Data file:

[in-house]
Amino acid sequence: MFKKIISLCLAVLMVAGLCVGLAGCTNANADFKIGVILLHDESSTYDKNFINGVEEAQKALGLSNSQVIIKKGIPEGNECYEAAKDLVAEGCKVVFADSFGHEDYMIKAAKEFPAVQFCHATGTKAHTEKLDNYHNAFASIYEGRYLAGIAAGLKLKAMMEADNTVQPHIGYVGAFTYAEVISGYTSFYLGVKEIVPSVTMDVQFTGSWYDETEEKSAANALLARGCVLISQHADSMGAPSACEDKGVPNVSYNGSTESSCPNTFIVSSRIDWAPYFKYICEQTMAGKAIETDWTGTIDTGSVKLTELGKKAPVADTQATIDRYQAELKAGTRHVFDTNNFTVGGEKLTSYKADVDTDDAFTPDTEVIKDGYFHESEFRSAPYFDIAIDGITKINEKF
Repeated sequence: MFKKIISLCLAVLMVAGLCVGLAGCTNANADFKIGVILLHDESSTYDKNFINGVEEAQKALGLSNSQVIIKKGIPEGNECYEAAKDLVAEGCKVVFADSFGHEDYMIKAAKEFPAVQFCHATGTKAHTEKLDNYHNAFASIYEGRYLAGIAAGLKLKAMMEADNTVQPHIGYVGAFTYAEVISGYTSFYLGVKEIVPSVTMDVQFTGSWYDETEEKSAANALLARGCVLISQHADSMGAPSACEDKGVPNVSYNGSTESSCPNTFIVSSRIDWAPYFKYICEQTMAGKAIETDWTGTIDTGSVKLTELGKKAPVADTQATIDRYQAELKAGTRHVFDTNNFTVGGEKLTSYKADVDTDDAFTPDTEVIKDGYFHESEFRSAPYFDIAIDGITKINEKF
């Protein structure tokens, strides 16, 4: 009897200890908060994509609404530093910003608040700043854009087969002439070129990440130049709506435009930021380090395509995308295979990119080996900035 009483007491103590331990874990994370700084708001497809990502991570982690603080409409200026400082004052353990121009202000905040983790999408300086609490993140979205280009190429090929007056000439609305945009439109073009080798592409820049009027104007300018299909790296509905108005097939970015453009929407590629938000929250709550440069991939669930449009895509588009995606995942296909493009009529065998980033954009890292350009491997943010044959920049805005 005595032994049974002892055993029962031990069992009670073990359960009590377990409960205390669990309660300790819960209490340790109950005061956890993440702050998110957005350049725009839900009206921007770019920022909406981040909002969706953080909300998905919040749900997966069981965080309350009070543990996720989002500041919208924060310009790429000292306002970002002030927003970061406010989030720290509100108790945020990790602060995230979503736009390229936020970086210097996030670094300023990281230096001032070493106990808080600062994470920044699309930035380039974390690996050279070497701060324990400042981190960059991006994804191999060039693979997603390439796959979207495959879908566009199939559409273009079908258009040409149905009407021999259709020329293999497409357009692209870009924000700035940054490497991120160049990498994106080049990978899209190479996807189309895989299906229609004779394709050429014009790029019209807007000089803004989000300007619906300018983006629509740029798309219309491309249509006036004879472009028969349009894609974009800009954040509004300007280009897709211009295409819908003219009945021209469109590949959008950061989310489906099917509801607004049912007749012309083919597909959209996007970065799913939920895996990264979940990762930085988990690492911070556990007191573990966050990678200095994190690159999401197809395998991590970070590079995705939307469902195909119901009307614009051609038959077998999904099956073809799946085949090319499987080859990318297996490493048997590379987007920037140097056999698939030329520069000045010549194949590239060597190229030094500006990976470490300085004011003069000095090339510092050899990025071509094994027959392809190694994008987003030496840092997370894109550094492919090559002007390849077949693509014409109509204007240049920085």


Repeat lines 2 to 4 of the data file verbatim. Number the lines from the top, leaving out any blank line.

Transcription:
Amino acid sequence: MFKKIISLCLAVLMVAGLCVGLAGCTNANADFKIGVILLHDESSTYDKNFINGVEEAQKALGLSNSQVIIKKGIPEGNECYEAAKDLVAEGCKVVFADSFGHEDYMIKAAKEFPAVQFCHATGTKAHTEKLDNYHNAFASIYEGRYLAGIAAGLKLKAMMEADNTVQPHIGYVGAFTYAEVISGYTSFYLGVKEIVPSVTMDVQFTGSWYDETEEKSAANALLARGCVLISQHADSMGAPSACEDKGVPNVSYNGSTESSCPNTFIVSSRIDWAPYFKYICEQTMAGKAIETDWTGTIDTGSVKLTELGKKAPVADTQATIDRYQAELKAGTRHVFDTNNFTVGGEKLTSYKADVDTDDAFTPDTEVIKDGYFHESEFRSAPYFDIAIDGITKINEKF
Repeated sequence: MFKKIISLCLAVLMVAGLCVGLAGCTNANADFKIGVILLHDESSTYDKNFINGVEEAQKALGLSNSQVIIKKGIPEGNECYEAAKDLVAEGCKVVFADSFGHEDYMIKAAKEFPAVQFCHATGTKAHTEKLDNYHNAFASIYEGRYLAGIAAGLKLKAMMEADNTVQPHIGYVGAFTYAEVISGYTSFYLGVKEIVPSVTMDVQFTGSWYDETEEKSAANALLARGCVLISQHADSMGAPSACEDKGVPNVSYNGSTESSCPNTFIVSSRIDWAPYFKYICEQTMAGKAIETDWTGTIDTGSVKLTELGKKAPVADTQATIDRYQAELKAGTRHVFDTNNFTVGGEKLTSYKADVDTDDAFTPDTEVIKDGYFHESEFRSAPYFDIAIDGITKINEKF
């Protein structure tokens, strides 16, 4: 009897200890908060994509609404530093910003608040700043854009087969002439070129990440130049709506435009930021380090395509995308295979990119080996900035 009483007491103590331990874990994370700084708001497809990502991570982690603080409409200026400082004052353990121009202000905040983790999408300086609490993140979205280009190429090929007056000439609305945009439109073009080798592409820049009027104007300018299909790296509905108005097939970015453009929407590629938000929250709550440069991939669930449009895509588009995606995942296909493009009529065998980033954009890292350009491997943010044959920049805005 005595032994049974002892055993029962031990069992009670073990359960009590377990409960205390669990309660300790819960209490340790109950005061956890993440702050998110957005350049725009839900009206921007770019920022909406981040909002969706953080909300998905919040749900997966069981965080309350009070543990996720989002500041919208924060310009790429000292306002970002002030927003970061406010989030720290509100108790945020990790602060995230979503736009390229936020970086210097996030670094300023990281230096001032070493106990808080600062994470920044699309930035380039974390690996050279070497701060324990400042981190960059991006994804191999060039693979997603390439796959979207495959879908566009199939559409273009079908258009040409149905009407021999259709020329293999497409357009692209870009924000700035940054490497991120160049990498994106080049990978899209190479996807189309895989299906229609004779394709050429014009790029019209807007000089803004989000300007619906300018983006629509740029798309219309491309249509006036004879472009028969349009894609974009800009954040509004300007280009897709211009295409819908003219009945021209469109590949959008950061989310489906099917509801607004049912007749012309083919597909959209996007970065799913939920895996990264979940990762930085988990690492911070556990007191573990966050990678200095994190690159999401197809395998991590970070590079995705939307469902195909119901009307614009051609038959077998999904099956073809799946085949090319499987080859990318297996490493048997590379987007920037140097056999698939030329520069000045010549194949590239060597190229030094500006990976470490300085004011003069000095090339510092050899990025071509094994027959392809190694994008987003030496840092997370894109550094492919090559002007390849077949693509014409109509204007240049920085």